Most important, Delhi has made a leap of faith with regard to the controversial issue of reconciliation with the Taliban. In essence, Delhi feels that if reconciliation is the collective Afghan wish, India would go along with it. India would, however, wish that the peace process is “Afghan-led.” Dr. Singh declared support for Afghan President Hamid Karzai's reconciliation programme. This, in my view, is an eminently realistic position. It brings the Indian stance in line with the mainstream Afghan thinking. In any case, it was an aberration that a civilisation like India with such insight into the shades of political Islam had a mental bloc about the Taliban. No country today questions the wisdom of reconciling with the Taliban. -- M. K. Bhadrakumar

 

Finally, after nearly a decade, the fountainhead of global terror has been cut off by US forces. In a dramatic announcement, President Obama said, “The most significant battle against terrorism has been won; justice has been served.” Yes, the icon of terror has been obliterated — but the war will only be won when the deviant ideology of political Islamist supremacy that Osama bin Laden and his fellow ideologues fulminated ad nauseum is defeated by the followers of Islam itself. Justice may have been served for the victims and families of 9/11, but its use as justification for a US presence in Iraq and Afghanistan will continue to divide global opinion. -- Aijaz Ilmi

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NEW COMMENTS

  • For Hats Off this is just another opportunity to say something hateful about Muslims! The guy is obsessed with anti-Muslim hatered.
    ( By Ghulam Mohiyuddin )
  • never mind taxila. or konark. The holy cow of monumentality - taj mahal.
    ( By hats off! )
  • Excellent article. Changed my ignorant mindset. May this idea spread to all the muslims of the world.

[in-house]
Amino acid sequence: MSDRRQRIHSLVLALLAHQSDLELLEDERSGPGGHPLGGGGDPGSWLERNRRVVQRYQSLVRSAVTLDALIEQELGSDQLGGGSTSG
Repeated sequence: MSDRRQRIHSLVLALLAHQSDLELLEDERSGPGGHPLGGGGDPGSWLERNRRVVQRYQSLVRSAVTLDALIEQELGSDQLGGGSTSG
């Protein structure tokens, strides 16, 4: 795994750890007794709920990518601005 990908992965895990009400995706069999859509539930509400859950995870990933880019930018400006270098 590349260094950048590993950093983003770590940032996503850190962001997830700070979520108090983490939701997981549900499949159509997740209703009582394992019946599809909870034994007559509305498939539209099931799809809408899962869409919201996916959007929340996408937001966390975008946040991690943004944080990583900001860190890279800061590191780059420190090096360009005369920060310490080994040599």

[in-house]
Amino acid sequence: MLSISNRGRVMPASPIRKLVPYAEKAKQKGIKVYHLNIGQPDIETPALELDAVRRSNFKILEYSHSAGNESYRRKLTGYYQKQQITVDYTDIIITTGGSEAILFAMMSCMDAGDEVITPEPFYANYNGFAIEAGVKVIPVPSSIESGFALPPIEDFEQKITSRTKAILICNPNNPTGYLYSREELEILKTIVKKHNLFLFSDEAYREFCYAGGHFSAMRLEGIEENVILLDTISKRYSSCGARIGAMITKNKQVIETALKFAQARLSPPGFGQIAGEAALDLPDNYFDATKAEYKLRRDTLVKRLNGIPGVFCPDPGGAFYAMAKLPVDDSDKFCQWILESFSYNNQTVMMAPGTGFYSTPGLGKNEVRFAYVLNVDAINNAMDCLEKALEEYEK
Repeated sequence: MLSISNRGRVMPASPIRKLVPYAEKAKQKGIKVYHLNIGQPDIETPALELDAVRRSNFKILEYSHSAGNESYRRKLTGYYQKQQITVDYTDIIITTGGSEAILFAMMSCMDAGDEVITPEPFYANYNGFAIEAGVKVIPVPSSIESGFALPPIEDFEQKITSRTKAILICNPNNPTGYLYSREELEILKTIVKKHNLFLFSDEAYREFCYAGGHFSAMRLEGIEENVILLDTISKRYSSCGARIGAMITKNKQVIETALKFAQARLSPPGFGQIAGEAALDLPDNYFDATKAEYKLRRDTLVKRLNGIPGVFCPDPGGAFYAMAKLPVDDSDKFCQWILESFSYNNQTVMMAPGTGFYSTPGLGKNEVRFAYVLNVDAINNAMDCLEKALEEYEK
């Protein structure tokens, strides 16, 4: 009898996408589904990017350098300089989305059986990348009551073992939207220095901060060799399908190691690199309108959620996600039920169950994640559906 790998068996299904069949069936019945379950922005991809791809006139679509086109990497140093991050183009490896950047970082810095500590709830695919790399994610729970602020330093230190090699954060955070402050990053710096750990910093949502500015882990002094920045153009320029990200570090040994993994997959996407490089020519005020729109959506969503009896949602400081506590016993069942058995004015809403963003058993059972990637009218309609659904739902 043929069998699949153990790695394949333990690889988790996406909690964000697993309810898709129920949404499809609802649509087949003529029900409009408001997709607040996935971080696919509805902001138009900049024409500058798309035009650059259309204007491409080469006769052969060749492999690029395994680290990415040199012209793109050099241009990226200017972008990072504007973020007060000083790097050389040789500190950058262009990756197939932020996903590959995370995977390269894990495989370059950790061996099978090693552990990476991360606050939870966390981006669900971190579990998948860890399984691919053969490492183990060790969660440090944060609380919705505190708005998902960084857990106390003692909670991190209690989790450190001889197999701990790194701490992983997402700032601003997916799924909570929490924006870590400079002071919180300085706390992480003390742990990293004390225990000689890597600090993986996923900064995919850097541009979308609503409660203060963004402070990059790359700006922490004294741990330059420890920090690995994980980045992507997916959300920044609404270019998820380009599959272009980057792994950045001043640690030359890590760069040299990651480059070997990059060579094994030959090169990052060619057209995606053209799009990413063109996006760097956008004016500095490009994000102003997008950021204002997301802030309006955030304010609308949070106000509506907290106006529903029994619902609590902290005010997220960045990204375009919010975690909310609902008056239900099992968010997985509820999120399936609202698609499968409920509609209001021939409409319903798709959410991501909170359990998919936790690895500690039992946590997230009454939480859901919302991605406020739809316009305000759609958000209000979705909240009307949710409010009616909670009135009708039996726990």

( By Sahil Raza )
  • Dear sister Teresa, Thanks for this meaningful review. I hope this review will encourage both serious readers and peace....
    ( By SAJID ANWAR )
  • The Crown Prince is only strengthening the monarchy and consolidating the anti-Iran front. He....
    ( By Ghulam Mohiyuddin )
  • Taj Mahal's deterioration is symbolic of a paradigmatic shift in our values.
    ( By Ghulam Mohiyuddin )
  • This is so dumb really Turks, Arabs and Persians are not...
    ( By What? )
  • Dear Sister Teresa, You have wonderfully given the gist of the book and created curiosity among the readers ....
    ( By Rajat Malhotra )
  • An anti-reform AIMPLB gives Islam a bad name and is like a curse on the Muslim community. We need new leadership.
    ( By Ghulam Mohiyuddin )
  • ully agree with this press bulletin. Indian Muslims must reject the leadership of such regressive clerics.
    ( By Ghulam Mohiyuddin )
  • Ghaus Sb says: “The way you are speaking in your comment shows you are not a Muslim.” From what I say, he can....
    ( By Naseer Ahmed )
  • Ghaus Sb says: Those who say, fitna means “shirk” and opine that the early Muslims fought to end fitna” must have meant “to end that ...
    ( By Naseer Ahmed )
  • Good article. The is only One G-d and Muhammad was the final messenger and prophet of G-d. As I write this, G-d is known ...
    ( By Lenny SB )
  • Please read my article on subject of "there is no compulsion in Religion...
    ( By Ghulam Ghaus Siddiqi غلام غوث الصدیقی )
  • Related article...
    ( By Ghulam Ghaus Siddiqi غلام غوث الصدیقی )
  • Naseer sb, Please read my comment again and again. You did not get my comment. I did not say both...
    ( By Ghulam Ghaus Siddiqi غلام غوث الصدیقی )
  • Arbitration is of two kinds - binding and non-binding. When the parties choose binding arbitration, the decision of the arbitrator is binding on the parties ...